Home/ Opinion / Columns/  China feels India needs to be shown its place

Recent clashes between Indian and Chinese soldiers along the Line of Actual Control, or LAC, have once again underscored how a 20th century conflict continues to shape the 21st century trajectory of Sino-Indian relations and constrain New Delhi’s aspirations to play a larger role on the global stage. The Galwan Valley crisis of 2020 made it clear that Beijing had no intention of diplomatically resolving its border dispute with India. It also pushed Indian decision-makers into making certain choices that they were reluctant to make in the past, hoping against hope that engagement with China would be enough to produce the desired results. That Xi Jinping’s China had different ideas about its role in the world and India’s place in it should have been clear long ago, as the Chinese Communist Party went for aggressive postures in various parts of the world.

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Managing a rising power at one’s doorstep is a difficult task for any nation and much more for a country that has border disputes with that power. It was incumbent upon New Delhi to engage with Beijing on trade, culture and even on border issues. But not preparing the nation internally to eventually meet the China challenge has been the singular failure of Indian policymakers on this front, especially over all those decades when Beijing was more focused on internal consolidation. There was a huge constituency in India that believed that after gaining territory in 1962 at India’s expense, China had become a satisfied power. The argument went that China was now invested in the status quo, and so had no reason to disturb that.

As a result, border negotiations were compartmentalized as the bilateral focus shifted to trade and people-to-people ties, which were deemed as ends in and of themselves. The pretence of dialogue continued even as China’s ‘salami slicing’ went on unhindered. Even just a few years back, India’s crème de la crème believed that in the name of ‘non-alignment 2.0’, it was possible to maintain equidistance between China and the United States.

China’s rise has had an impact on the entire world and most nations have been found wanting in their response. The liberal optimism about the Chinese Communist Party suddenly embracing democracy has finally been thrown to oblivion. But New Delhi, which has been one of the first countries to face the reality of China as a neighbour, should have been better prepared. The Galwan crisis finally made us realize that time is really running out and some key decisions would have to be made. We are busy today building border infrastructure, modernizing our defence forces, mobilizing our forces and upgrading partnerships with like-minded countries.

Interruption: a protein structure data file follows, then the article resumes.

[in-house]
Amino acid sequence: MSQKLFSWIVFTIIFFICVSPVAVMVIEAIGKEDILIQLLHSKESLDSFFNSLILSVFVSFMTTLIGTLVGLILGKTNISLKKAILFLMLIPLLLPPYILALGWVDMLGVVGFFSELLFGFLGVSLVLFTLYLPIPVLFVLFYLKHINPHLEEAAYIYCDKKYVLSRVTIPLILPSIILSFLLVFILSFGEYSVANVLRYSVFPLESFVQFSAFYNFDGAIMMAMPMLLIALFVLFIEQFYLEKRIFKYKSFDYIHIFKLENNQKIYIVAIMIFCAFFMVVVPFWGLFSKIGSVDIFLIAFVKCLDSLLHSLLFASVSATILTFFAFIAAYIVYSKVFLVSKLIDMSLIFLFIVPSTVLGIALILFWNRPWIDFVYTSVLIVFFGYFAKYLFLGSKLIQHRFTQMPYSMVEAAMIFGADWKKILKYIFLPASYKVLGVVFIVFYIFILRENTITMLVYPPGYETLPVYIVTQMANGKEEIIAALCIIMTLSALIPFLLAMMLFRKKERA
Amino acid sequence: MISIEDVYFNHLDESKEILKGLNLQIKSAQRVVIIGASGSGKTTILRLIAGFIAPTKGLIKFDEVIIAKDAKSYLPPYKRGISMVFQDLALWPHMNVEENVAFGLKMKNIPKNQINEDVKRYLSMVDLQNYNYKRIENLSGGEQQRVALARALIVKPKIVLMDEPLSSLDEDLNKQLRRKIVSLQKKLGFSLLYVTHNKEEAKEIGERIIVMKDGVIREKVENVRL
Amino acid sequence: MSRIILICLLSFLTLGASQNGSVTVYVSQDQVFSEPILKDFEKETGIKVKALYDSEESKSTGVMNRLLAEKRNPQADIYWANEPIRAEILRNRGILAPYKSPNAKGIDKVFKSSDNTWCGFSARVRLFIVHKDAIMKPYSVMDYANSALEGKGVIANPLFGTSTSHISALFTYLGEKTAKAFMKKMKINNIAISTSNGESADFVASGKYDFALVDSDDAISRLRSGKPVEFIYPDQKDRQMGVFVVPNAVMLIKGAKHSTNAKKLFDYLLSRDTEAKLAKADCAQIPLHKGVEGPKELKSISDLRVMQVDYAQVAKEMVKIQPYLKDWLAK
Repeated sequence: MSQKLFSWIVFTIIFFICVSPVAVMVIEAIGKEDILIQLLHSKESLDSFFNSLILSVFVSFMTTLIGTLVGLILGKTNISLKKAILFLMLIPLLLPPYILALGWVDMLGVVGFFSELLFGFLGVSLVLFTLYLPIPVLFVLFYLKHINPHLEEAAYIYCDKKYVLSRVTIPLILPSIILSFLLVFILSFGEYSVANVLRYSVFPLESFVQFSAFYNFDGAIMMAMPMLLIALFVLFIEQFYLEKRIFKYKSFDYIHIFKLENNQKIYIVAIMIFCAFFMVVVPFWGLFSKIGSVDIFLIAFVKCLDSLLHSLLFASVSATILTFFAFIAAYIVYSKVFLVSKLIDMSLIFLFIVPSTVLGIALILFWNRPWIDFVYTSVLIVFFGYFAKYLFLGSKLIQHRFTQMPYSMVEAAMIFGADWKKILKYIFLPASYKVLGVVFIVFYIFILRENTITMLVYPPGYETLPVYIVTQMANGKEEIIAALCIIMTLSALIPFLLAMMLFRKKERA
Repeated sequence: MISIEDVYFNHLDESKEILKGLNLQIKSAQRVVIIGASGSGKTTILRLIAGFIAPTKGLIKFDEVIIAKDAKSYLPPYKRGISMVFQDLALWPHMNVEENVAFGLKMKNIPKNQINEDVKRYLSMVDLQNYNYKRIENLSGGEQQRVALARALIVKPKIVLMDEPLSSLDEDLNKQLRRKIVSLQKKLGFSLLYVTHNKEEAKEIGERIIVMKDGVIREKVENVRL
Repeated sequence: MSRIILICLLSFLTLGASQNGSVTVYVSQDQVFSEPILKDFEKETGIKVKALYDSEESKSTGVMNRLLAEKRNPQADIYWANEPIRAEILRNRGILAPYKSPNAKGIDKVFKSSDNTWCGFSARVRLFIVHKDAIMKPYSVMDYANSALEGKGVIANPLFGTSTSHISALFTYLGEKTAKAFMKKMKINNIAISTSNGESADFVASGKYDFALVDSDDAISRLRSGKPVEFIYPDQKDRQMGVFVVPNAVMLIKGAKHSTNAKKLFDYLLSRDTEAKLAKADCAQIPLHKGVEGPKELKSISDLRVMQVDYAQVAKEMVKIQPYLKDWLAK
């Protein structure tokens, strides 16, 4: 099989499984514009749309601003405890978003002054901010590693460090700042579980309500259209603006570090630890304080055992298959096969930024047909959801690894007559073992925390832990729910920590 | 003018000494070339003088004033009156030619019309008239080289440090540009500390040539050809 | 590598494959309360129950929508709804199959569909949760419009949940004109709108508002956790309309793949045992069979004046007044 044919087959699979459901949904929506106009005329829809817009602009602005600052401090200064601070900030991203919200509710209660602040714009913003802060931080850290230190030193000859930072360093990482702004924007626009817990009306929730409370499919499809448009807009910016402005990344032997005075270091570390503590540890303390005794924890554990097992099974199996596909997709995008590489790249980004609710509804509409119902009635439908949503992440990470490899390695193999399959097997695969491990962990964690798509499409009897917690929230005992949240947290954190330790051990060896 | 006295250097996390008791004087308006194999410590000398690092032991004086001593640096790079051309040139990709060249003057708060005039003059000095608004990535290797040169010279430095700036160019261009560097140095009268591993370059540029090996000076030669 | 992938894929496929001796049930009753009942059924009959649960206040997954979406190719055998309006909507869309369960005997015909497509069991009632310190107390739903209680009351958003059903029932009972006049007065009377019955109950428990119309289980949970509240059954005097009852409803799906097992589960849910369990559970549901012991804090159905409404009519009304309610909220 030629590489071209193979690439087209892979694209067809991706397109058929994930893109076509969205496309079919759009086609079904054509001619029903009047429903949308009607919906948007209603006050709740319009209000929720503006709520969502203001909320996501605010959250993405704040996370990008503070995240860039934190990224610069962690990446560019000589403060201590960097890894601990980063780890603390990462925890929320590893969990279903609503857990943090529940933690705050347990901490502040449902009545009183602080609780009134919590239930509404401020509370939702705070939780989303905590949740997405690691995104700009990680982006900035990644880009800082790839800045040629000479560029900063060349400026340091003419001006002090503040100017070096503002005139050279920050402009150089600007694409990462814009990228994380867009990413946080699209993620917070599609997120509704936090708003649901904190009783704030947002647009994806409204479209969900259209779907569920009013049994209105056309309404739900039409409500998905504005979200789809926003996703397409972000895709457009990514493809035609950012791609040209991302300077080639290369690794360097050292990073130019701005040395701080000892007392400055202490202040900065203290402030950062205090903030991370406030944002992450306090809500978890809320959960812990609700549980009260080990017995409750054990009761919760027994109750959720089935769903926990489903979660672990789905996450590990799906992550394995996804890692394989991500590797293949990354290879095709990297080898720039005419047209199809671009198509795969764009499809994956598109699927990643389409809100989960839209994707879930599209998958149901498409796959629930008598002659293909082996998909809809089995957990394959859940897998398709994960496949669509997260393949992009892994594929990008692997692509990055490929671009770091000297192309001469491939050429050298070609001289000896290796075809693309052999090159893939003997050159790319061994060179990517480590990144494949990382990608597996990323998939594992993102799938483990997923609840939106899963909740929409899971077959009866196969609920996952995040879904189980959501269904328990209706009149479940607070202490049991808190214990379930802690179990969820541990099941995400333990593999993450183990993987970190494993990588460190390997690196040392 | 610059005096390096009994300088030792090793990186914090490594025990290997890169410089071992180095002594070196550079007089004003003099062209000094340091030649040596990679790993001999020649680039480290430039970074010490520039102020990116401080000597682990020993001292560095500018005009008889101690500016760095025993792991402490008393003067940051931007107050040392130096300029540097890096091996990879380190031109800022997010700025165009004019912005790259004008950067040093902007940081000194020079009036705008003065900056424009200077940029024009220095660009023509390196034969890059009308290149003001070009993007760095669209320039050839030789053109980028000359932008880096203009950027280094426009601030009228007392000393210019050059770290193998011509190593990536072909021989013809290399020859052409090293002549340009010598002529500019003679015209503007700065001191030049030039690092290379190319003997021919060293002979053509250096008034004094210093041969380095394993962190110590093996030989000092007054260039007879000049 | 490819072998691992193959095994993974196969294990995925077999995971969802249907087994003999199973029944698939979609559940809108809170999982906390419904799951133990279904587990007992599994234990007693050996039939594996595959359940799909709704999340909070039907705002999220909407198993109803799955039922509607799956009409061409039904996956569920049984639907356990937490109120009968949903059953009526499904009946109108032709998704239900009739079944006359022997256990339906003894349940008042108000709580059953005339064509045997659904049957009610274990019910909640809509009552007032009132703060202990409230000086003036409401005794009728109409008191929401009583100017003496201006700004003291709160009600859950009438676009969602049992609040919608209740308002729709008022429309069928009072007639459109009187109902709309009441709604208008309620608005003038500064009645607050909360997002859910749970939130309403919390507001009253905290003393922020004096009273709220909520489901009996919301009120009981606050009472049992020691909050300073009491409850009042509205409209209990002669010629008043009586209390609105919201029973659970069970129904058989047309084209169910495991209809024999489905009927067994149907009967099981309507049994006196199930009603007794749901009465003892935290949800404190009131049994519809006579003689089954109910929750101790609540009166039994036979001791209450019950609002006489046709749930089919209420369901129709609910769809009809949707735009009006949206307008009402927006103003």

Yet, as a nation, we still do not seem united in the message we want to send Beijing. There is enough blame to go around and history won’t be kind to anyone—politicians, bureaucrats or even the military.

But, as we look forward at a time we are more confident of ourselves, we need to be able to speak as a united front. Challenges are only going to mount in the future as India prepares to strengthen its inner resources to take on the China challenge, and China, facing multiple setbacks on the domestic and foreign policy fronts, tries to find chinks in India’s armour. At a time when the world is looking at India with a renewed sense of optimism and with New Delhi’s G20 presidency, China might be tempted to bring India down a notch.

New Delhi has been making a point since the 2020 border crisis that these are “abnormal" times in Sino-Indian relations, and unless Beijing demonstrates a greater degree of sensitivity towards Indian concerns based on mutual respect, there is unlikely to be a change. But Beijing clearly remains reluctant to change track. In fact, the narrative in China seems to be about blaming India for the border trouble while conceding no part of China in the process.

The Chinese Communist Party is propagating a narrative that the recent downturn in Sino-Indian ties is a function of the United States trying to pull New Delhi into its orbit, thereby denying any agency to India in shaping its policy vis-à-vis China. More worryingly, however, it is also being suggested in China that it is the Narendra Modi government’s nationalist agenda that is responsible for “creating" the current border crisis; it is all, therefore, India’s fault that Sino-Indian ties are facing strong negative headwinds and the onus is on New Delhi to improve them.

This narrative makes it highly unlikely that India and China will be able to find a modus vivendi anytime soon to move ahead and chart a more productive course in their bilateral engagement. That India has been better able to manage its recent crises—be it the health crisis induced by covid or the energy crisis as a result of the Russia-Ukraine war—than many had anticipated seems to have aggravated this sense in Beijing that India needs to be ‘shown its place’.

The contrast at this juncture between an India that is getting many things right and a China that is seemingly getting a lot of things wrong is quite vivid. This makes it further more imperative for India to keep a close watch on Chinese behaviour and its own preparedness in tackling the challenges emanating from it.

Harsh V. Pant is professor of international relations, King’s College London, and vice president for studies at Observer Research Foundation, New Delhi.

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Updated: 21 Dec 2022, 10:29 AM IST
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